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TH Wines

plum windfall tasting fine
 
The agriculture of note in this valley includes grapes, cherries, and apples. The climate is friendly to more crops, but it’s rare you’ll see a farming plan that doesn’t involve popping in these crops and investing in the necessaries: tractors, general attachments, specialized implements, fencing, stakes or trellises, irrigation, soil inputs, chemicals, etc.
 
If you’re growing these three crops, you’ll get the support of the bank, the Ag Canada research station, trade organizations, and those selling to the industry. At some point in the past these crops generated big incomes, and apparently the money is still here.
 
I think at a large scale, these crops do make sense. Grapes become fine wine. Apples travel and keep well. Cherries are irresistible.
 
Few people will advise you not to grow the big three, but not many can give an opinion that isn’t strictly dollars based; high land prices limit farmers’ options.
 
On our farm, we have some vines growing, some bare land, and some old untended trees that supply us with a small harvest of plums.
 
We spend the season tending the vines, it’s more than one full-time job, and in return we get an input that’s valuable to the wine industry.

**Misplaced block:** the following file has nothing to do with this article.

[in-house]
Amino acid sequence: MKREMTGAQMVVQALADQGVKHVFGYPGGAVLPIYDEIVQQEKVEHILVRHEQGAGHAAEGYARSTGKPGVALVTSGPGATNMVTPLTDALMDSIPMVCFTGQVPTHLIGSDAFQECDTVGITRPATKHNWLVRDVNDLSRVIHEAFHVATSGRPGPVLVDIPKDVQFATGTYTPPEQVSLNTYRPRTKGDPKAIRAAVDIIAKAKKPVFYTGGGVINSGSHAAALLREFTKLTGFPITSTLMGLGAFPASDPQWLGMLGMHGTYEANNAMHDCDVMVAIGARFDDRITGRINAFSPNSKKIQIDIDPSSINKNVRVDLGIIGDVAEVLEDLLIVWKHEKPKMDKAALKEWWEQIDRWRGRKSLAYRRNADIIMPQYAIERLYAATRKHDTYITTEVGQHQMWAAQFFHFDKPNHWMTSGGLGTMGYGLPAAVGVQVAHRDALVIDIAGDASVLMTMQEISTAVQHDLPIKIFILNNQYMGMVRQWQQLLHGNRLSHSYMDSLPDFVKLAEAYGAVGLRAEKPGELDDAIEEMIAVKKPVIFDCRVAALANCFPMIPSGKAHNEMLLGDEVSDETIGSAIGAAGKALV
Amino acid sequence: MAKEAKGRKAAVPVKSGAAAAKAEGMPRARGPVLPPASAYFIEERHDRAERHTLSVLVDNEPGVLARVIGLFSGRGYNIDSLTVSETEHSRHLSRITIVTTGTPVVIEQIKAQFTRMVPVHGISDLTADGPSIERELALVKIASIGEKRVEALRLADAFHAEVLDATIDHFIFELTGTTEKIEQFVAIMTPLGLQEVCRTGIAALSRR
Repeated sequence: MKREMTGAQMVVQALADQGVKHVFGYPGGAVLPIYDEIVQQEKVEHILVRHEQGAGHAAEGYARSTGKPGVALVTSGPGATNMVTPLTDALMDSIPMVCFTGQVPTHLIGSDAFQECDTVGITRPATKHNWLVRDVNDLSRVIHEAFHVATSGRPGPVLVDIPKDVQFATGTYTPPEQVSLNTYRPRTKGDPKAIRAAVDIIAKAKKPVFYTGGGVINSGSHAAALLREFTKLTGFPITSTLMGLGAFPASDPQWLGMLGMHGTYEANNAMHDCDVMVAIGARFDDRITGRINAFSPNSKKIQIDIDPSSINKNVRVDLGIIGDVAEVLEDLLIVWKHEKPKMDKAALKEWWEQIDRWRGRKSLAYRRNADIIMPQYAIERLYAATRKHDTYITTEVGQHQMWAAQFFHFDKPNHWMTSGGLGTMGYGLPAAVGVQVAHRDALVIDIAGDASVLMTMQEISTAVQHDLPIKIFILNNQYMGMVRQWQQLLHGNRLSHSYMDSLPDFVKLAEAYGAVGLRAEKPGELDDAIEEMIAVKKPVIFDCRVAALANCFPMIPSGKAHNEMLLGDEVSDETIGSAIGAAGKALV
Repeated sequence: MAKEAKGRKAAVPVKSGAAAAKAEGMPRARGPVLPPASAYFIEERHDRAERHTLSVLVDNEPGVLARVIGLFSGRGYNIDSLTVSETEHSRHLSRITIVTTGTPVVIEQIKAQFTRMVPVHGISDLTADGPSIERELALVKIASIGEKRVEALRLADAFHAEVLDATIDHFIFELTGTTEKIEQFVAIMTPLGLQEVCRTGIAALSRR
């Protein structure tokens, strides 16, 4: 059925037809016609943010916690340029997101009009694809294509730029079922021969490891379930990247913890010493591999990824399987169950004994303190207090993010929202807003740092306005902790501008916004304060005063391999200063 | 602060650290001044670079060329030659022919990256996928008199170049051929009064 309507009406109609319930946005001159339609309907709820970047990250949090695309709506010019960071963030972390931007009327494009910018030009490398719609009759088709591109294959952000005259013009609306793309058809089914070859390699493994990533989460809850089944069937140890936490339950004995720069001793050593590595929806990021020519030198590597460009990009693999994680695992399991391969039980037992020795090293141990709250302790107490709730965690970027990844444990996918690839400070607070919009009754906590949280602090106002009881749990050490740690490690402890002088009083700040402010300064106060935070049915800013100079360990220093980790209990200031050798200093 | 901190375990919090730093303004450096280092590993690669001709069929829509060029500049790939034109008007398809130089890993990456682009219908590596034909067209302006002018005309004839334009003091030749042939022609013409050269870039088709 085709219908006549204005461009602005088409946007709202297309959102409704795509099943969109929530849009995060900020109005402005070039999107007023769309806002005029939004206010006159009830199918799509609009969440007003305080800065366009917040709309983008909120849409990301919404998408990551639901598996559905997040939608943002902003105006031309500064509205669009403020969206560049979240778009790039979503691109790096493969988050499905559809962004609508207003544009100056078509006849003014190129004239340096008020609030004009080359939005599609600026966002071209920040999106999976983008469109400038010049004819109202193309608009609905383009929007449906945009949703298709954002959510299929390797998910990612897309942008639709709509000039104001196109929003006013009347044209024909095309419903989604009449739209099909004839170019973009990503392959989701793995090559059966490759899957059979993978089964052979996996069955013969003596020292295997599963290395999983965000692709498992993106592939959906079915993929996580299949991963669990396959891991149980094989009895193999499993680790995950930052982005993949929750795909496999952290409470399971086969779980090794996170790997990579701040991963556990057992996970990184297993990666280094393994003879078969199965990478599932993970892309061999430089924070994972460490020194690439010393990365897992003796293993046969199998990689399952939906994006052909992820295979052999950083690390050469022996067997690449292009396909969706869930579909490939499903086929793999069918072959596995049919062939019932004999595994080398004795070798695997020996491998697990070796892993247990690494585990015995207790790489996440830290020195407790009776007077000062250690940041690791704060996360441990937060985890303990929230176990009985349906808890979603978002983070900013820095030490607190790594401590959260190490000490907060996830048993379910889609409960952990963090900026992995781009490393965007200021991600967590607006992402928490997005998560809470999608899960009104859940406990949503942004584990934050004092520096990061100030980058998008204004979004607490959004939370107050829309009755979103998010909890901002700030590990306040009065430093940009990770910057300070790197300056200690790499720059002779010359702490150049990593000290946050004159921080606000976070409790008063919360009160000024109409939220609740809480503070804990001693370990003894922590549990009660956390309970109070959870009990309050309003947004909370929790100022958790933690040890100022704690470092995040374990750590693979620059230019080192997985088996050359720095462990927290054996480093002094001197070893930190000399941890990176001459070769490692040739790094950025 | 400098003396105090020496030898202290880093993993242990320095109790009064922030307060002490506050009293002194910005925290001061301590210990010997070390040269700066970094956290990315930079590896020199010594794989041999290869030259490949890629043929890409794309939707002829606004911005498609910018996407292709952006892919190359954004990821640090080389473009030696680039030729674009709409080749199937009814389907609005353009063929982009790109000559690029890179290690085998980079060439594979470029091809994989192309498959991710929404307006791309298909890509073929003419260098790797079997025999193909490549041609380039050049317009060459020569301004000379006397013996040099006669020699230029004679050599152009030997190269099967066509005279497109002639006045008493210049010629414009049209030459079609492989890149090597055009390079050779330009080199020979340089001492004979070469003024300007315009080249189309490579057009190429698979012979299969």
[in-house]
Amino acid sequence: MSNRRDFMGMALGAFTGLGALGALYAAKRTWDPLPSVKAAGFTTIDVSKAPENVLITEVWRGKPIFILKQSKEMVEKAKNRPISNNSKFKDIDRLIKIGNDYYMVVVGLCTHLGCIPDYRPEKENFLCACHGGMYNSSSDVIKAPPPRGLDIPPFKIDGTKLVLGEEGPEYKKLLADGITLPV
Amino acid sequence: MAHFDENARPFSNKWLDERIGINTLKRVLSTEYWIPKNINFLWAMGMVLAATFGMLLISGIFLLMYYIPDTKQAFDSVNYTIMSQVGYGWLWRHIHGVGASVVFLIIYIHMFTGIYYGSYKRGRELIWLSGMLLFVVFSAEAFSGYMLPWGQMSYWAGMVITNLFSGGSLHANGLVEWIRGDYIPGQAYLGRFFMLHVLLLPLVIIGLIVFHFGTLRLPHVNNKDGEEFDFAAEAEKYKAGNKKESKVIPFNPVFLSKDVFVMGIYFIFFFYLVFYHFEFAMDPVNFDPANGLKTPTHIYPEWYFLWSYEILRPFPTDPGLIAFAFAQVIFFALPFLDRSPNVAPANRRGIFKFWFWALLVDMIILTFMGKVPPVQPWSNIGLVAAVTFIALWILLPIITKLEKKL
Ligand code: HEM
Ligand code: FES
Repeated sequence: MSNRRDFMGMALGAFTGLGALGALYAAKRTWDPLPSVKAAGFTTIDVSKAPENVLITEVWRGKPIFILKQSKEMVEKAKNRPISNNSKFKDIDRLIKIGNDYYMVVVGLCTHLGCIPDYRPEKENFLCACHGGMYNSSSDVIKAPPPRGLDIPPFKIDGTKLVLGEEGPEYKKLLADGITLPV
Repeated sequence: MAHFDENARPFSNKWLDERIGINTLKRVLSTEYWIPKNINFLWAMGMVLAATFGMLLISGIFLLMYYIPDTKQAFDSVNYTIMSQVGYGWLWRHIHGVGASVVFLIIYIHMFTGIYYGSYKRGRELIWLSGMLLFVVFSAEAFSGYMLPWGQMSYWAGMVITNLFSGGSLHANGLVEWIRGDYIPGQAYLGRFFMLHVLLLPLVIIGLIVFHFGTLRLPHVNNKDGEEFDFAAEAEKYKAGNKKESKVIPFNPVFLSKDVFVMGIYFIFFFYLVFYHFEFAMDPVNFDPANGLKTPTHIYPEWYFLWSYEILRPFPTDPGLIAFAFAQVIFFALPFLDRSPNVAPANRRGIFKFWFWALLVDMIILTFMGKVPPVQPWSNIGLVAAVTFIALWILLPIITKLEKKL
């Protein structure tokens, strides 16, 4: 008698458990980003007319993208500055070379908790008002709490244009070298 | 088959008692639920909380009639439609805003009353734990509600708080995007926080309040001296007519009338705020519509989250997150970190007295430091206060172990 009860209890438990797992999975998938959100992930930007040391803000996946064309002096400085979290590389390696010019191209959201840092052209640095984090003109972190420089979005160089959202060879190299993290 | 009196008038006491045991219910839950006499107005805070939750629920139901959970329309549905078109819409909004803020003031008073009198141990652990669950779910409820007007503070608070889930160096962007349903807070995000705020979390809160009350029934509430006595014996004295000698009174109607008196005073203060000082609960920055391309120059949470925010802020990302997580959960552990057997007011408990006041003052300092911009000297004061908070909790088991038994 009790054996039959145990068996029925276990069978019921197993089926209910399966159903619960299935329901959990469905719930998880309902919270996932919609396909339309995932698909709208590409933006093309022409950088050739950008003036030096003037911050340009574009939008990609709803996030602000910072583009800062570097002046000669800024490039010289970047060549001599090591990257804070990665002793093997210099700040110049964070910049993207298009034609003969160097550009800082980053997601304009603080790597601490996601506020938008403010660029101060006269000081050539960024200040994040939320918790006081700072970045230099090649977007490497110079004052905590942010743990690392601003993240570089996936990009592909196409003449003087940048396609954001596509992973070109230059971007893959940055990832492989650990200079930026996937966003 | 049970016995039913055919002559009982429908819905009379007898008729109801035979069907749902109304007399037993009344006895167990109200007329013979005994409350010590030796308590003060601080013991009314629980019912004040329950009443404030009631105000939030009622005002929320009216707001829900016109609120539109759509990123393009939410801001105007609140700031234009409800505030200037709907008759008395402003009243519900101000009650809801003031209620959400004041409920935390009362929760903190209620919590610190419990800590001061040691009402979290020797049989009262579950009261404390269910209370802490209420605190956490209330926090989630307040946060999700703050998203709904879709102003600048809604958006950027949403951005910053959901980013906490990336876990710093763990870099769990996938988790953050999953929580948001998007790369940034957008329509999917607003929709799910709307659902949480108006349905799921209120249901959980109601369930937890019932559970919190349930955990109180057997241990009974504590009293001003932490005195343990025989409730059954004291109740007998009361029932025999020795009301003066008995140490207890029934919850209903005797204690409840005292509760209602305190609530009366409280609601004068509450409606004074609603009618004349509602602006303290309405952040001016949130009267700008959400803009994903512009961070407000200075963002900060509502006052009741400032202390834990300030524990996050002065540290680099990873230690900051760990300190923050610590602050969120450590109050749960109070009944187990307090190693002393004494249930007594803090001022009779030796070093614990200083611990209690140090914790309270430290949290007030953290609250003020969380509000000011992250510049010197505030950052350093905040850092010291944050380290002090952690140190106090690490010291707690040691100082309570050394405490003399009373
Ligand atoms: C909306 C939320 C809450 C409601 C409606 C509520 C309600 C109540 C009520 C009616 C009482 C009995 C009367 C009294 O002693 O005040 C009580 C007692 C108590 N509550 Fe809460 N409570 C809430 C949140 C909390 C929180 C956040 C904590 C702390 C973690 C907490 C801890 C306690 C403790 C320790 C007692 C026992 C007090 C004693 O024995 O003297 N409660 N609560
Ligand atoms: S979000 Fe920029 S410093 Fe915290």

We do nothing to our plums, and if you pick them off the tree they don't taste great. But once they fall on the ground, they have a flavour that makes them as irresistible as cherries. They are a puff of cinnamon and cotton candy.
 
I know we can’t live off these plums, and even collecting the windfall is a questionable practice. My friend’s 4 year old saw me harvesting on my knees and told me he wasn’t allowed to eat things on the ground. But they make me wonder.
 
They say Macintosh apples are on a price rebound, and I’ve heard rumours of a nectarine revival.
 
Is racing toward money always the wisest thing?
 
We’ll see once the order goes in for next year’s planting.
 
See you next Friday,
Tyler
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